In respect of HELP indexation, all the Government is doing is changing the rate.

Removal of HECS-HELP Benefit Scheme

The take-up of the HECS-HELP benefit has been low, providing evidence that it has not been an effective employment incentive for these occupations. The benefit currently reduces HECS‑HELP repayments for graduates who take up employment in education, nursing, early childhood, maths and science. The HECS-HELP benefit will be discontinued for periods of employment after 30 June 2015. Graduates will have until 30 June 2017 to claim HECS-HELP benefit for employment prior to 1 July 2015.

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Improving Opportunity and Access

What additional assistance is available to disadvantaged students to help them participate in higher education?

Commonwealth Scholarship scheme

As a result of the 2014-15 Budget higher education institutions will be required to commit $1 in every $5 of additional revenue to a new Commonwealth Scholarship scheme to support student access, participation and success. Universities and other higher education colleges will provide tailored, individualised support to students including needs-based scholarships to help meet costs of living, fee exemptions, tutorial support, and assistance at other critical points in their university career.

These Commonwealth scholarships are in addition to the existing student income support payments which are available to eligible students from the Department of Social Services. More information about these student support payments available on the Student Income Support page.

Universities and other higher education institutions who are required to make the Commonwealth scholarships available will be expected to provide the scholarships from 1 January 2016.

Students will need to contact their university or higher education college closer to that date.

Delivering real benefits to students.

You may be able to access additional help through your university or higher education institution if you need more support to succeed in higher education because of disrupted education or for some other reason. Universities can provide support through individualised arrangements such as tutorial assistance, personal support (e.g. counselling and guidance), and financial support for example. Potential students from disadvantaged backgrounds who may not otherwise have attended university will be supported through Higher Education Participation and Partnerships (HEPP) funded outreach activities such as in‑school programmes where they are introduced to the idea of university study, exposure to the kinds of learning activity that takes place in universities, and work that helps potential students gain the required academic skills to succeed in university study.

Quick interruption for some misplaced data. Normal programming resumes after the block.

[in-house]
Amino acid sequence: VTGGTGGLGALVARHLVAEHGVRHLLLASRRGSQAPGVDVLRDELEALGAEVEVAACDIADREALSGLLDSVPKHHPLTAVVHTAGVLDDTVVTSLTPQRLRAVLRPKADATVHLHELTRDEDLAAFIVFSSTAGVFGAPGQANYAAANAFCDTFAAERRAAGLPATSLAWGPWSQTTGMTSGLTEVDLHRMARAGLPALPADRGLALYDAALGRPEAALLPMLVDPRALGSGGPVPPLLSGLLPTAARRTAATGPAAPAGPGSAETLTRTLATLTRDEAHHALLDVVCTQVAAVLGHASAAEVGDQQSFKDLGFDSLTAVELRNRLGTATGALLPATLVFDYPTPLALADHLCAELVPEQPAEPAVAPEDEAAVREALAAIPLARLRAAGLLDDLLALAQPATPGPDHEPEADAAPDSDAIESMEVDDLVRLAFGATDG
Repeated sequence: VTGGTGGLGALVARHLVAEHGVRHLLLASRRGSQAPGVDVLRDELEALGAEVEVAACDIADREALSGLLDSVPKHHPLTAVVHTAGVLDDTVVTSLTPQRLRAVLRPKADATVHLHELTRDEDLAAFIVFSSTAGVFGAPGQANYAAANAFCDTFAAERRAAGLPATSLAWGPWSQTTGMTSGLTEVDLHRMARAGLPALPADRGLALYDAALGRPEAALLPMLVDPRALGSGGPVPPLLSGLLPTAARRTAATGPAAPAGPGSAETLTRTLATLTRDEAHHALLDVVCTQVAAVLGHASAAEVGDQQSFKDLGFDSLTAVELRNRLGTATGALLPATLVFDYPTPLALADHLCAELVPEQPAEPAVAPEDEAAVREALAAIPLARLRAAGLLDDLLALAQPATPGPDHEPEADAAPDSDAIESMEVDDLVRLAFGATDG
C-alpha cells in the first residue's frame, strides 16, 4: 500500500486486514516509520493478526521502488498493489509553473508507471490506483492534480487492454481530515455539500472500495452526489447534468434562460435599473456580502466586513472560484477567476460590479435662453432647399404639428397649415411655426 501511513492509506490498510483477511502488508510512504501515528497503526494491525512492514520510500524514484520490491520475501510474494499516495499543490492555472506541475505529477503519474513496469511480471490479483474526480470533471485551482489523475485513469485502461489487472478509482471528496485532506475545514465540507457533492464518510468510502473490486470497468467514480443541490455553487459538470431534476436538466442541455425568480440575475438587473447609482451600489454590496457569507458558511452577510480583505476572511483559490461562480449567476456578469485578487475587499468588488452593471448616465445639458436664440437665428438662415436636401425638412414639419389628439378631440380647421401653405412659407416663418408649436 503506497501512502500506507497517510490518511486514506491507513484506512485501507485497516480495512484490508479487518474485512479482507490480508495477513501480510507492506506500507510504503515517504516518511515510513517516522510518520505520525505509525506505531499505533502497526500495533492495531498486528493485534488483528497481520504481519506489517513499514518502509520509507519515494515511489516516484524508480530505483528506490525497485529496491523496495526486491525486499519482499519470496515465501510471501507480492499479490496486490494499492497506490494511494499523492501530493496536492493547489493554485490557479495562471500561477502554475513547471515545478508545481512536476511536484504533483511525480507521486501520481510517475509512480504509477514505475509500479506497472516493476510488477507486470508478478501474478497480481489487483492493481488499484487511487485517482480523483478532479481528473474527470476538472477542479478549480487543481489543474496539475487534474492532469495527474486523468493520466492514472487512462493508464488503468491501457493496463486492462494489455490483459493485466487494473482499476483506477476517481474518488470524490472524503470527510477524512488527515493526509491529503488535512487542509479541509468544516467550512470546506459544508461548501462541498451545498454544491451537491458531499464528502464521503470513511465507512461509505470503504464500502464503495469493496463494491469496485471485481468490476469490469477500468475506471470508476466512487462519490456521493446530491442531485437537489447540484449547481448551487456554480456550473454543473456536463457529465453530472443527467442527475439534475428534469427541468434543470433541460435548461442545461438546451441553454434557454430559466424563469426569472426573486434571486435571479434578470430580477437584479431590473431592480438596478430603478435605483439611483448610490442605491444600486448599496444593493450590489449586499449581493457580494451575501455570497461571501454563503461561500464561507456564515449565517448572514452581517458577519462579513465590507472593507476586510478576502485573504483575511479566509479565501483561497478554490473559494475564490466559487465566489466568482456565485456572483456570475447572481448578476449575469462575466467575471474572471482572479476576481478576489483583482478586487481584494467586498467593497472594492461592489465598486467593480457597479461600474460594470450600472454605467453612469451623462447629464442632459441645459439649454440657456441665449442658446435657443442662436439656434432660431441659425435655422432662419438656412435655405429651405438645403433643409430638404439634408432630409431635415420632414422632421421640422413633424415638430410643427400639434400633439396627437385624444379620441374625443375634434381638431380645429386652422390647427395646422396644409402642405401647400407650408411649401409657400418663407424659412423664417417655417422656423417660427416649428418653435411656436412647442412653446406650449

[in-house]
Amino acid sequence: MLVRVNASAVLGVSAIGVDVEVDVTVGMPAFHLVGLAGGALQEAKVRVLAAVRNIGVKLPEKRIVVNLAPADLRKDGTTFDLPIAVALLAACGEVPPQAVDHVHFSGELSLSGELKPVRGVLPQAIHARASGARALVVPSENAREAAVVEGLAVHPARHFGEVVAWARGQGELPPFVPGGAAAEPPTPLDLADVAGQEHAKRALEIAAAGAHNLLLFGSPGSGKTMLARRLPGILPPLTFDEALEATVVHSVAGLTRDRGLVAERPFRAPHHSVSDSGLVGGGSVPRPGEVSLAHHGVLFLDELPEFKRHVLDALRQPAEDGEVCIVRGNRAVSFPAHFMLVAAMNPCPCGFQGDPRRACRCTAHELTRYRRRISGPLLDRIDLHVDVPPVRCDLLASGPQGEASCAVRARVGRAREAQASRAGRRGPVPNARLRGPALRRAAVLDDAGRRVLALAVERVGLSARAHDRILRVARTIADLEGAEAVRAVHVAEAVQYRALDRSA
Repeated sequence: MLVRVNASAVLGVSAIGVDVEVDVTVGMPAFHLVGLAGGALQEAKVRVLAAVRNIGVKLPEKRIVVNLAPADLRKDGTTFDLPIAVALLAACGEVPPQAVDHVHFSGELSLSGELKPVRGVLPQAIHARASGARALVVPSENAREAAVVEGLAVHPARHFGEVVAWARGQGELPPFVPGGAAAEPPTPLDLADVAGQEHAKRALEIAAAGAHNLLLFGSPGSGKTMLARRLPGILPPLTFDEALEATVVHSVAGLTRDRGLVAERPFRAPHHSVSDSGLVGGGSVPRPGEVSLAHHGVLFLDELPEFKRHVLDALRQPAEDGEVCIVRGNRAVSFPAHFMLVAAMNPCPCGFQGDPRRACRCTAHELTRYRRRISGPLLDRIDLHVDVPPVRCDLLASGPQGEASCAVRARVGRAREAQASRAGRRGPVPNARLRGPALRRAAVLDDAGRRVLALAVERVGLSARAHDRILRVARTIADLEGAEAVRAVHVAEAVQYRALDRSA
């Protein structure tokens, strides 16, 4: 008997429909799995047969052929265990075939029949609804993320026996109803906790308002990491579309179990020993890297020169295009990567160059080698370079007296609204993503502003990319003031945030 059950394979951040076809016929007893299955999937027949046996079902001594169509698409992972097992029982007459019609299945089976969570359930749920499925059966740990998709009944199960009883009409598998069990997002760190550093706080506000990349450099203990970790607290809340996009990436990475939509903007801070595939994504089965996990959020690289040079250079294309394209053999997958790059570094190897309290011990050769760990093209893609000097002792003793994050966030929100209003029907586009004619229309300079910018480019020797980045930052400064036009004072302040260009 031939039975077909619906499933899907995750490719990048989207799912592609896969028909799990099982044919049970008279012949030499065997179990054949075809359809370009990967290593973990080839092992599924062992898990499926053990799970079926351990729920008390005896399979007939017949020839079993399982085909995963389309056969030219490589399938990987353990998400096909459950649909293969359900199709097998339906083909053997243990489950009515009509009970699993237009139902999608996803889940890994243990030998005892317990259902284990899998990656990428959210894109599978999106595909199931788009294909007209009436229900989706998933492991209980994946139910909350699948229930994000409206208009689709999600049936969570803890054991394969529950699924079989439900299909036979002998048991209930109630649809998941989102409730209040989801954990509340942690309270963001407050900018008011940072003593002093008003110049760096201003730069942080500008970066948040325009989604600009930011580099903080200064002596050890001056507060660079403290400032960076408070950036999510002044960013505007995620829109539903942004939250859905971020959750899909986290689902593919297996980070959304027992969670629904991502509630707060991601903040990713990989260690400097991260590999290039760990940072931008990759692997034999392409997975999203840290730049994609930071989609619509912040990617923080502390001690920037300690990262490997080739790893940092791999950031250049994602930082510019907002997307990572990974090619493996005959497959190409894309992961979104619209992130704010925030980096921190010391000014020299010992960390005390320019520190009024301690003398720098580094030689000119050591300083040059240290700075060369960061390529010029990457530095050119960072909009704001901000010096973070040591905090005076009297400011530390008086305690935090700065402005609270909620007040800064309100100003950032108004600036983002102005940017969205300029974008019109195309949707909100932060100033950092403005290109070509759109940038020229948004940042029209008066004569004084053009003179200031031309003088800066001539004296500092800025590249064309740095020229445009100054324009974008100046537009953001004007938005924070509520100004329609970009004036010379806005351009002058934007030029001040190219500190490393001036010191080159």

Pathways to University

The changes announced in the 2014-15 Federal Budget will give all Australian students who want to undertake a diploma, advanced diploma or associate degree course the same access to Commonwealth subsidies as students doing bachelor degree courses at public universities.

From 1 January 2016, the Government will be extending the demand driven funding system to include all diplomas, advanced diplomas and associate degree courses.

These shorter courses are valuable in quickly providing students with skills needed in local regions. They also provide important pathways for less‑prepared students wanting to undertake higher education study.

In addition the Commonwealth provides specific funding to support potential students who want to go to University but have not completed high school or may not have the required academic skills to gain entry to a degree program. These enabling courses are short term courses that focus on specific skills required to succeed at university and are offered by all universities. You should contact your university to find out more about this pathway to university.

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Further information and FAQs for students

The Government recognises that these reforms affect many Australians and that you will have important questions that have an impact on your future. We are currently working through implementation arrangements and look forward to providing you with more information on how these measures will be implemented in the near future. For a complete list of higher education reform measures announced in the 2014‑15 Budget go to the Higher Education Budget (opens in a new window) page.

See also:

FAQs for current students

FAQs for future students

FAQs for former students